G. K. Chesterton

Ravi Zacharias, Philip Yancey, C. S. Lewis, J. R. R. Tolkien:  these are just a few of the popular Christian writers who have acknowledged that the writings of G. K. Chesterton influenced their thought and faith.  This alone is reason enough for the rest of us to pay attention and  find out what he wrote and said.  But as the creator of pithy statements such as “the Bible tells us to love our enemies as well as to love our neighbors– this is probably because they are generally the same people,” Chesterton has been described as the most frequently quoted Christian author of the twentieth century.

Since he wrote more than 80 books, 200 short stories, 4000 essays, 300 poems, and a handful of plays, his popularity may be no surprise.  These works cover a wide variety of topics, from serious apologetics such as The Everlasting Man to lighthearted essays on such things as chasing one’s own hat that has been blown away by the wind. He is probably best known today, however, as the creator of the character Father Brown, a mystery-solving Catholic priest who is the title character of a popular BBC television series.

Born into a non-religious, progressive Victorian family, Chesterton’s own spiritual journey from atheism to Christianity is just as interesting as his fictional stories.  This journey is discussed in Orthodoxy, an unusual and insightful book including a chapter called “The Ethics of Elfland,” in which he explains that when he was a child, fairy tales taught him specific concepts vital to his eventual conversion to faith.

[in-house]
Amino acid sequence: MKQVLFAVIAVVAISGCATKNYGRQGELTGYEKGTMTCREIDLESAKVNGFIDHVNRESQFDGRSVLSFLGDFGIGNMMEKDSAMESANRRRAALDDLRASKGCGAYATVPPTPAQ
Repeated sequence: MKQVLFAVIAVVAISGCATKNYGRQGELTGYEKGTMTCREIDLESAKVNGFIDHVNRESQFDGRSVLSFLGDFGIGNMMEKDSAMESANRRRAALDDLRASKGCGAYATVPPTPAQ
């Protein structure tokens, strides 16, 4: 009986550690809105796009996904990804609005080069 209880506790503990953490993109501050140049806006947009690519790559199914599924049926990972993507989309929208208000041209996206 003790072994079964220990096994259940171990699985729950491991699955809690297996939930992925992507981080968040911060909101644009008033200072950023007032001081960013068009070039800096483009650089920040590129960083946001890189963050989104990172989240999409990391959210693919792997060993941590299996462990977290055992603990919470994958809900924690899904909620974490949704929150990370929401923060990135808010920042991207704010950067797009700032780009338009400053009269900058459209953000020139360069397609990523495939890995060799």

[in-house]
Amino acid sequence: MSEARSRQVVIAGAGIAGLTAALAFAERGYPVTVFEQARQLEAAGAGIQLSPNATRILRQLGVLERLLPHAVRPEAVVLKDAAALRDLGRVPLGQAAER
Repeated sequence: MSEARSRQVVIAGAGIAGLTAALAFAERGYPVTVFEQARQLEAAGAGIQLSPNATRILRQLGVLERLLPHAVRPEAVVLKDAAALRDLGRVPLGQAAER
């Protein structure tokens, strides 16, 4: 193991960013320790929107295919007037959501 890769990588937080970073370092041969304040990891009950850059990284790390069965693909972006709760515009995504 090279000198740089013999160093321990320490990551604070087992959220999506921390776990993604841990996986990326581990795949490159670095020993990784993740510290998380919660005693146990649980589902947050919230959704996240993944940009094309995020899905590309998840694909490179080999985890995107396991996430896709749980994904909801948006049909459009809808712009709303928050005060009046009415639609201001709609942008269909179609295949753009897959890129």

This semester Urbana Theological Seminary is offering a class introducing the writings of G. K. Chesterton. This class will cover his best-known works while introducing his most influential ideas, including his apologetics, fiction, mysteries, essays, poems, and even a play.

If you would like to know more about the class, contact Dr. Melody Green at mgreen@urbanatheologicalseminary.org